'K.S. Subramanian provides a comprehensive, well-balanced analysis of the history, organisation and contemporary functioning of the central police forces (including the Intelligence Bureau). This is an up-to-date, insider perspective from a person with broad administrative experience, who is also sensitive to human rights issues' - Paul R Brass, Professor (Emeritus), University of Washington
'Dr Subramanian, with the unusual blend of academic scholarship, and long and rich working experience, has dealt with several issues with rare candour, sensitivity, understanding and appreciation' -- Madhav Godbole, Former Home Secretary, Government of India
'Political Violence and the Police in India is a welcome addition to our understanding of the problems faced by the police in India' -- Julio Ribeiro, Former Director-General of Police, Punjab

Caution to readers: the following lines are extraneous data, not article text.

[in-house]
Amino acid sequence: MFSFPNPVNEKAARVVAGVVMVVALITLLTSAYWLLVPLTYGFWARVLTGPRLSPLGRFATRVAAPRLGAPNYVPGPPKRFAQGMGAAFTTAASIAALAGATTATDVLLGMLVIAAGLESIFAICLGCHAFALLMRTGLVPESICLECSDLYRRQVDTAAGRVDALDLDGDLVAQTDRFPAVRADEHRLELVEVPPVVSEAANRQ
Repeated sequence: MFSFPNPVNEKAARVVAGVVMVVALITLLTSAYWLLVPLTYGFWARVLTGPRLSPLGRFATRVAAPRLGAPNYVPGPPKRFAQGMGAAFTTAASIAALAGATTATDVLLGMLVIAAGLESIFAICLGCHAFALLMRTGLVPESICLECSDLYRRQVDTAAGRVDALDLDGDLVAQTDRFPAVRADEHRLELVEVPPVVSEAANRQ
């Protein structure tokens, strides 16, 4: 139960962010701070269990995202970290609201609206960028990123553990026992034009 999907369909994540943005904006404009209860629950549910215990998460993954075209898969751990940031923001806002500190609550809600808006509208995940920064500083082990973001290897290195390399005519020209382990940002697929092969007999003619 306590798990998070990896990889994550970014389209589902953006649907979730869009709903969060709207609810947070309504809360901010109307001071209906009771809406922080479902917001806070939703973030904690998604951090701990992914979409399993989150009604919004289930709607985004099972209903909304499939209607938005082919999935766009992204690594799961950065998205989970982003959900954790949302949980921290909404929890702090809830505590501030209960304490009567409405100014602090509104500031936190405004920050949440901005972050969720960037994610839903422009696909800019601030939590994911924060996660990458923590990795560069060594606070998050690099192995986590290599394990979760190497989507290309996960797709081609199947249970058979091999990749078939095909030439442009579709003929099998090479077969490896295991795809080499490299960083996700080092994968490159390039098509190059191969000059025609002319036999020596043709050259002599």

Increasing political violence in India is challenging the government's ability to resolve conflicts democratically. In this topical book, K. S. Subramanian:
· identifies patterns and trends in political violence in India;
· examines how the government's political machinery has responded;
· explains why State response has been inadequate;
· and recommends changes in structures and attitudes.
The author sketches the growing crisis of governance by assessing the Central and state governments' police organisations, especially key central agencies such as the Intelligence Bureau, the Central Paramilitary Forces and the Union Ministry of Home Affairs. In case studies of regions and communities affected by political violence, he takes the reader behind the scenes - whether it is on police partisanship in the communal pogrom in Gujarat, the official approach to the Naxalite problem, the violence against dalits and adivasis, or the violation of human rights in northeast India.
With police reform being a major public concern, police research is gaining importance as a field of study. This book will appeal to students of criminal justice, political science, sociology, public policy and public administration, as well as policy makers, police and administrative officers, and human rights activists.